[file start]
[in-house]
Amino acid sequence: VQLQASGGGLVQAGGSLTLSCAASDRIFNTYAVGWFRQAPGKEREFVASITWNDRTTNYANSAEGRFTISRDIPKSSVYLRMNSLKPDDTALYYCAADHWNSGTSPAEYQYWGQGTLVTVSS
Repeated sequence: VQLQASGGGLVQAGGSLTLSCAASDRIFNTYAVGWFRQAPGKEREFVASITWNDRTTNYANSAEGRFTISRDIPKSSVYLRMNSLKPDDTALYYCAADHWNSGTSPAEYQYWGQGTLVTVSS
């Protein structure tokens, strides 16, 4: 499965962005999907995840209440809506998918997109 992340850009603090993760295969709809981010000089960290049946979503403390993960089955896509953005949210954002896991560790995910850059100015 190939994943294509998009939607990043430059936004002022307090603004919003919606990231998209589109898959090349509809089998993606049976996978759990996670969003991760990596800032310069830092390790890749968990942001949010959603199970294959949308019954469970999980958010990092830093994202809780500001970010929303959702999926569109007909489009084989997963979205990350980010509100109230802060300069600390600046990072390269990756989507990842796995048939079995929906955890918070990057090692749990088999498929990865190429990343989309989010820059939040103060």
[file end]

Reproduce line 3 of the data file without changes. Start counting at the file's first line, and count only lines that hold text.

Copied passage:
Repeated sequence: VQLQASGGGLVQAGGSLTLSCAASDRIFNTYAVGWFRQAPGKEREFVASITWNDRTTNYANSAEGRFTISRDIPKSSVYLRMNSLKPDDTALYYCAADHWNSGTSPAEYQYWGQGTLVTVSS